By Joe Stoddard. While there hasn't been much news lately surrounding CAD products per se, I recently came across two remarkable new innovations that could enhance any builder's use of CAD as a sales and presentation tool. Both supplement your existing CAD program.
AI phones home
How great would it be if you could jumpstart the design process with a simple point-and-click, fill-in-the-blanks questionnaire and have the information actually start to define living spaces with a sort of artificial intelligence? You can with Affinity for Residential (starting at $750), a design automation tool from the Houston-based Trelligence (www.trelligence.com).
The Affinity system prompts buyers for their budget, square-footage requirements, and basic design choices (for example, a family room next to the kitchen). The program then creates a to-scale bubble diagram with boxes representing the rooms requested. The "rooms" take on the project requirements and have built-in intelligence that limits how they can be arranged as well as how features selected impact the project budget and other choices made by the buyers. At any point, the user can confirm that the design is in line with the original requirements. Once the bubble diagram is complete, it can be exported to a traditional CAD system and tweaked.
Affinity is the first of several planned products that will be based on the company's patent-pending Applied Functional Knowledge (AFK) platform, essentially a way of gathering and storing intelligence about any group of objects. According to Trelligence president and CEO Larry Ciscon, future products could use AFK technology to arrange cabinets in a kitchen design instead of rooms in a building or to make sure that modifications to a particular base-model-home would allow it to fit on a particular lot in a selected community.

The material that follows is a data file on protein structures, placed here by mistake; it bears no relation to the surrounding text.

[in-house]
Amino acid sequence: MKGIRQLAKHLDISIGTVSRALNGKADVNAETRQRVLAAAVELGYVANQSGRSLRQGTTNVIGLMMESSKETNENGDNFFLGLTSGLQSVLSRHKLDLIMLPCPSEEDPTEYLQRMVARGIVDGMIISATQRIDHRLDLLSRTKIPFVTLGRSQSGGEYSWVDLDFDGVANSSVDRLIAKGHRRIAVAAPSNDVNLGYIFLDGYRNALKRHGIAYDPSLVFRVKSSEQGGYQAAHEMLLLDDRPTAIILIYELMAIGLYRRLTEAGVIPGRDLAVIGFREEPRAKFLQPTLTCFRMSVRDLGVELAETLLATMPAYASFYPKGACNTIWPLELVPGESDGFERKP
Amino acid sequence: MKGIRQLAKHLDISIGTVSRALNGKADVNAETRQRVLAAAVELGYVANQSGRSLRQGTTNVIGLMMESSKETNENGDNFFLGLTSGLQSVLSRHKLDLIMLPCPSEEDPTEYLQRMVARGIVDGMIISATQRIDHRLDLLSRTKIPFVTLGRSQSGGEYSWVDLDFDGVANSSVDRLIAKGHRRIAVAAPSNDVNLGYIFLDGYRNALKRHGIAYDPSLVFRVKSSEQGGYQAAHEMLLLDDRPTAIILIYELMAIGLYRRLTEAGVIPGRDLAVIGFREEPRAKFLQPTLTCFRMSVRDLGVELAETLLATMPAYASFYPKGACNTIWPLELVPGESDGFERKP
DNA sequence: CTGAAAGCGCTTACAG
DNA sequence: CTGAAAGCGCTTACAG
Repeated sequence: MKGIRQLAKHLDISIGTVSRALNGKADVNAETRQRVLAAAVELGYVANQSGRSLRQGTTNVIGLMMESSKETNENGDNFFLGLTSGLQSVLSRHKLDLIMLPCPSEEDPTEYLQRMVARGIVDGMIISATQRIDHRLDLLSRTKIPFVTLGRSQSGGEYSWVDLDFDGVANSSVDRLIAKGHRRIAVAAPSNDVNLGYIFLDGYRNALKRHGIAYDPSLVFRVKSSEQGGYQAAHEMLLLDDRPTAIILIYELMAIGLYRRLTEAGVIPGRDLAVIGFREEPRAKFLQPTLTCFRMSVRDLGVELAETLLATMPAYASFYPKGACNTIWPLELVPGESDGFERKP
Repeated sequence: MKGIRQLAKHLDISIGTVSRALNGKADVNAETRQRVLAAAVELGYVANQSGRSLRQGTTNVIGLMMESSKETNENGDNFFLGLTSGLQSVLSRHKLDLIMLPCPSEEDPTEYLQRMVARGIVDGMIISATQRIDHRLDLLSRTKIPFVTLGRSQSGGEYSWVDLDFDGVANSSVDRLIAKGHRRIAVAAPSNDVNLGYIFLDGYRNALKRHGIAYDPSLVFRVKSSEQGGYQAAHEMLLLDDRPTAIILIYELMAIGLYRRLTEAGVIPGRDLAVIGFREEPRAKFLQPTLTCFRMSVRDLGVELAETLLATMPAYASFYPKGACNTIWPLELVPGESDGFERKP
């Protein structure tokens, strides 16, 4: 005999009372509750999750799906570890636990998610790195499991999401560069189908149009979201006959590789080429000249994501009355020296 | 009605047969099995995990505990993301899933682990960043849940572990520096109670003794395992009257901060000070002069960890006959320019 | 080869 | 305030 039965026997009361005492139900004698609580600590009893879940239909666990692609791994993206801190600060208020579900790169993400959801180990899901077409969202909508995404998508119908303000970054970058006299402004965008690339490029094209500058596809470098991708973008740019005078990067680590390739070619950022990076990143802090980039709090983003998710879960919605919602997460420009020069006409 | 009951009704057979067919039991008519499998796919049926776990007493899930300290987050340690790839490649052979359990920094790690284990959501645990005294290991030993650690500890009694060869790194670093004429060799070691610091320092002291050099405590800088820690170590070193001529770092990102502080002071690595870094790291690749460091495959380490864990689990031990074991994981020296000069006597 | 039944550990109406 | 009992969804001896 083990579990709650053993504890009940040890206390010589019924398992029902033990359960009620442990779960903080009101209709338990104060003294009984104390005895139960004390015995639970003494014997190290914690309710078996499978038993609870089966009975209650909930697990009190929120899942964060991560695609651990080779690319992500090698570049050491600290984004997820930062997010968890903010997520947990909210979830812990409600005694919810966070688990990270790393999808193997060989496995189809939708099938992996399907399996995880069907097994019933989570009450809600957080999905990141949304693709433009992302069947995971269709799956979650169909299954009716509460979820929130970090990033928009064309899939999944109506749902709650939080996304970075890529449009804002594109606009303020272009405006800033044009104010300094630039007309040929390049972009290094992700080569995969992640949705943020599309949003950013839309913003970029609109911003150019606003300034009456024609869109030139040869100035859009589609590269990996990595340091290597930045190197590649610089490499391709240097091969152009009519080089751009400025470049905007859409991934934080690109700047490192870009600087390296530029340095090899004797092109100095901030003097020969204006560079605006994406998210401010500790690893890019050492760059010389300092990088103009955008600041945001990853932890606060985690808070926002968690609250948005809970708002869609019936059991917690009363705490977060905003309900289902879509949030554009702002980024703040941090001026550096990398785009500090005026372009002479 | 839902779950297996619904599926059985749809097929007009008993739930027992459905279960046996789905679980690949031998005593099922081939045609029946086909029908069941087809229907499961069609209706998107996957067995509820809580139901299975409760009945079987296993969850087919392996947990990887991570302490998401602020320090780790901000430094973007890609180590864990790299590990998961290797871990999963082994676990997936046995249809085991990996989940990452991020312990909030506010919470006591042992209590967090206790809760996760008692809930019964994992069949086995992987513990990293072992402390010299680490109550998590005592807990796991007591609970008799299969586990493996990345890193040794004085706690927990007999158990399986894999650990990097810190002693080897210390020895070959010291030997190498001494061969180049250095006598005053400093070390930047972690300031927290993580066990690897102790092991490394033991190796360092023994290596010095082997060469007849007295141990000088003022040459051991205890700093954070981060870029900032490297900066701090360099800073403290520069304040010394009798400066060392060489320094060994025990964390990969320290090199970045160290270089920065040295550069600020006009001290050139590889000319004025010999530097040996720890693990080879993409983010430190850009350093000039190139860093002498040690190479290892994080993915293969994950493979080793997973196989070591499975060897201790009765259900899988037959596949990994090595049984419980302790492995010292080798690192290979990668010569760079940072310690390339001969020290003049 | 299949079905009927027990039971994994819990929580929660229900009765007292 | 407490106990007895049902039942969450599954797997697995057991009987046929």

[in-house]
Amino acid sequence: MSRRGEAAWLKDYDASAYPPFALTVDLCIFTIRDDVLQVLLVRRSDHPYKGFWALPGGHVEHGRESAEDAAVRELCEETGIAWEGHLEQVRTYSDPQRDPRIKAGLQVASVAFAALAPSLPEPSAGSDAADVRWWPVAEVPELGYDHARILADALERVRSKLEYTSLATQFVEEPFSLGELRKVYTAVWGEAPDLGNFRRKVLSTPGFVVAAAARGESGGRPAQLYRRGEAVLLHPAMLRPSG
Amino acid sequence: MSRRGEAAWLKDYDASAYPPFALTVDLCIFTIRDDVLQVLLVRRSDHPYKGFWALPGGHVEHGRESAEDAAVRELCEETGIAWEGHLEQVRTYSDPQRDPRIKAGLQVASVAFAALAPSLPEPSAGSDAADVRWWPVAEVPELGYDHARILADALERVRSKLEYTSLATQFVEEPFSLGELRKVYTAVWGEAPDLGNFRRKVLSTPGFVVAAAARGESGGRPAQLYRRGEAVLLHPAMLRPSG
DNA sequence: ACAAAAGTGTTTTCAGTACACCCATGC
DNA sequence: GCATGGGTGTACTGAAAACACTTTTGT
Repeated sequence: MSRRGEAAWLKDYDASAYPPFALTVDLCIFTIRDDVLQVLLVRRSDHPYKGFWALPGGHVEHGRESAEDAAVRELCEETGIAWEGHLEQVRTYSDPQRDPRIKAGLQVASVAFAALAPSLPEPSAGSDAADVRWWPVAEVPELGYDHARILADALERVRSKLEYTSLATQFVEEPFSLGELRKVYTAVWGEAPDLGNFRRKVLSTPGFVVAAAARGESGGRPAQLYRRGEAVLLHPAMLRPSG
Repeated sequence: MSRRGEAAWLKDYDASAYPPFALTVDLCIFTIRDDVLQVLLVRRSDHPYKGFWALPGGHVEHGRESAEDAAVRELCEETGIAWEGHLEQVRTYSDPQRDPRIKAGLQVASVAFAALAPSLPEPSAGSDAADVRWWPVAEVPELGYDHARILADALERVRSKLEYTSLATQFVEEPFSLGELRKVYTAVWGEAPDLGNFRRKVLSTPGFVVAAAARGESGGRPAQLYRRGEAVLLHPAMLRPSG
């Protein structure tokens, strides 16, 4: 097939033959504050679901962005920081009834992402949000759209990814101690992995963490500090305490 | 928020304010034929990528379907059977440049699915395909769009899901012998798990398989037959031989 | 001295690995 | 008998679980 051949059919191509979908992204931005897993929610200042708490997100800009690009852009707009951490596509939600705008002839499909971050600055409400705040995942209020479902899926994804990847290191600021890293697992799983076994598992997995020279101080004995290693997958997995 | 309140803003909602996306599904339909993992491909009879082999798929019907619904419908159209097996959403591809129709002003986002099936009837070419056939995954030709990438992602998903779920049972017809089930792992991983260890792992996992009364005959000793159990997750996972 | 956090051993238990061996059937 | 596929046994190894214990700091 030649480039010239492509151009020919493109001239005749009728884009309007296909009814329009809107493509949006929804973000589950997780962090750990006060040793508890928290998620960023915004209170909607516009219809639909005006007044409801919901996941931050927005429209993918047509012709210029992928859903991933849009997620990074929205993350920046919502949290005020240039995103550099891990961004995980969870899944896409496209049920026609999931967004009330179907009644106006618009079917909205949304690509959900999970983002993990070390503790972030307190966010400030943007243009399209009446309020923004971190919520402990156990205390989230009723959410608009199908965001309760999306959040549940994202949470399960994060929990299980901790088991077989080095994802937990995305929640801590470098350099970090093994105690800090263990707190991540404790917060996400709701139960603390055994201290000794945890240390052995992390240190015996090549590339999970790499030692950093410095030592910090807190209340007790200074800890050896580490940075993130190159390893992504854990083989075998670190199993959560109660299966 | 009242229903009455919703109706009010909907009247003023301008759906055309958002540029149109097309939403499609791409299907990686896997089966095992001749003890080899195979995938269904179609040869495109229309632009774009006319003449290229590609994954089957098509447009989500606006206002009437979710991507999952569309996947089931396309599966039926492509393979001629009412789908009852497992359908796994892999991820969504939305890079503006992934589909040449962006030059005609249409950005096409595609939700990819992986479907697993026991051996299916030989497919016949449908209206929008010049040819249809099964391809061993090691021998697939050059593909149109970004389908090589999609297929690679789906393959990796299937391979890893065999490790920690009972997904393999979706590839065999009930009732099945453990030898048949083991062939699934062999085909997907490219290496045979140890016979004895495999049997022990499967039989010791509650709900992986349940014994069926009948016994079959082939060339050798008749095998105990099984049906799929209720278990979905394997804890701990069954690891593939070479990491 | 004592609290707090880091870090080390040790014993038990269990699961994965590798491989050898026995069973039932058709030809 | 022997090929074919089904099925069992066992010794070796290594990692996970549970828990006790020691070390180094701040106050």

Sometimes, a picture is worth far more than a thousand words. That's certainly true of good interactive virtual reality walk-throughs, which could conceivably replace the physical model home as a way to present a builder's product line. But until recently, creating such presentations required a steep learning curve, as well as a hefty cash investment--usually tens of thousands of dollars--in proprietary design software and services.
Photo: Rich Grote
Presenter, from Allen, Texas, QuadriSpace (www.quadrispace.com), tears down both barriers. It costs only $995 and lets anyone who can drop and drag import standard 2D or 3D CAD files, digital photos, and multi-media clips--and link the whole thing together to create impressive walk-throughs and interactive presentations. A 3D walk-through can be synchronized with a floor plan so that a "you are here" indicator on the plan shows your location at all times. You can click any spot on the floor plan to zoom to that location in the walk-through. It's slick, and it's easy. The interface isn't limited to walk-through presentations, but can be used to synchronize any two things, such as a subdivision map with an aerial photograph.
Joe Stoddard is a technology consultant to the building industry. You can contact him at firstname.lastname@example.org.